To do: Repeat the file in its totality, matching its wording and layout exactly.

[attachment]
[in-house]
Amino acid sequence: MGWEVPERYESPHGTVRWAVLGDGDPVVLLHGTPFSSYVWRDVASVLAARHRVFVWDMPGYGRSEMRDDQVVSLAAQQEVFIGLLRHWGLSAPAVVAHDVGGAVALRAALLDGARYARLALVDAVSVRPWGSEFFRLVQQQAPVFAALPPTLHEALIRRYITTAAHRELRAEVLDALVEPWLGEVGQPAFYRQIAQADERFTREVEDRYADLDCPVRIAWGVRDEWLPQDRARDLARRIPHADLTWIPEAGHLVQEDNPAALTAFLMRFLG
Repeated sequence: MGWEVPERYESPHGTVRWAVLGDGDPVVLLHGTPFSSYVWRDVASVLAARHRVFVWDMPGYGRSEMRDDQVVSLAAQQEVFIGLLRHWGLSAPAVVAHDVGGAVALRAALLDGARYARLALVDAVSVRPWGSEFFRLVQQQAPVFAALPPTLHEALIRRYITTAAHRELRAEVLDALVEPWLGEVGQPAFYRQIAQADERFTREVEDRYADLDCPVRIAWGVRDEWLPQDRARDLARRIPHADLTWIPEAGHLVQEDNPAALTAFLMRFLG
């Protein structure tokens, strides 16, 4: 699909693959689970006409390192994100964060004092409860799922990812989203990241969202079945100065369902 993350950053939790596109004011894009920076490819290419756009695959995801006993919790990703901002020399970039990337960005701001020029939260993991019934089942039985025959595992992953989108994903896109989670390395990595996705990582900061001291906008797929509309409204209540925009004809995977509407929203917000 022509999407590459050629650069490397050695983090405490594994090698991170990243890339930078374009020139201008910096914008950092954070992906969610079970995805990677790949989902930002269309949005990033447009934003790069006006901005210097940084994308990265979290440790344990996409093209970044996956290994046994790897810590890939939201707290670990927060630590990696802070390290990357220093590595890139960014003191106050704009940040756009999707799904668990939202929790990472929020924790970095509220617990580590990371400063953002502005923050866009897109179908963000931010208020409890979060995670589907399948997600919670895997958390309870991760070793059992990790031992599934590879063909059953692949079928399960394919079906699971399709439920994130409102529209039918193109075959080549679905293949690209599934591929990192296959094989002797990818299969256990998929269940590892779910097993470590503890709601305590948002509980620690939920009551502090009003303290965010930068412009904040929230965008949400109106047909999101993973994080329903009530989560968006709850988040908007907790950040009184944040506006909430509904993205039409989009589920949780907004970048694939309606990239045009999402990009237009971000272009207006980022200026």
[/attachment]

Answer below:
[in-house]
Amino acid sequence: MGWEVPERYESPHGTVRWAVLGDGDPVVLLHGTPFSSYVWRDVASVLAARHRVFVWDMPGYGRSEMRDDQVVSLAAQQEVFIGLLRHWGLSAPAVVAHDVGGAVALRAALLDGARYARLALVDAVSVRPWGSEFFRLVQQQAPVFAALPPTLHEALIRRYITTAAHRELRAEVLDALVEPWLGEVGQPAFYRQIAQADERFTREVEDRYADLDCPVRIAWGVRDEWLPQDRARDLARRIPHADLTWIPEAGHLVQEDNPAALTAFLMRFLG
Repeated sequence: MGWEVPERYESPHGTVRWAVLGDGDPVVLLHGTPFSSYVWRDVASVLAARHRVFVWDMPGYGRSEMRDDQVVSLAAQQEVFIGLLRHWGLSAPAVVAHDVGGAVALRAALLDGARYARLALVDAVSVRPWGSEFFRLVQQQAPVFAALPPTLHEALIRRYITTAAHRELRAEVLDALVEPWLGEVGQPAFYRQIAQADERFTREVEDRYADLDCPVRIAWGVRDEWLPQDRARDLARRIPHADLTWIPEAGHLVQEDNPAALTAFLMRFLG
């Protein structure tokens, strides 16, 4: 699909693959689970006409390192994100964060004092409860799922990812989203990241969202079945100065369902 993350950053939790596109004011894009920076490819290419756009695959995801006993919790990703901002020399970039990337960005701001020029939260993991019934089942039985025959595992992953989108994903896109989670390395990595996705990582900061001291906008797929509309409204209540925009004809995977509407929203917000 022509999407590459050629650069490397050695983090405490594994090698991170990243890339930078374009020139201008910096914008950092954070992906969610079970995805990677790949989902930002269309949005990033447009934003790069006006901005210097940084994308990265979290440790344990996409093209970044996956290994046994790897810590890939939201707290670990927060630590990696802070390290990357220093590595890139960014003191106050704009940040756009999707799904668990939202929790990472929020924790970095509220617990580590990371400063953002502005923050866009897109179908963000931010208020409890979060995670589907399948997600919670895997958390309870991760070793059992990790031992599934590879063909059953692949079928399960394919079906699971399709439920994130409102529209039918193109075959080549679905293949690209599934591929990192296959094989002797990818299969256990998929269940590892779910097993470590503890709601305590948002509980620690939920009551502090009003303290965010930068412009904040929230965008949400109106047909999101993973994080329903009530989560968006709850988040908007907790950040009184944040506006909430509904993205039409989009589920949780907004970048694939309606990239045009999402990009237009971000272009207006980022200026």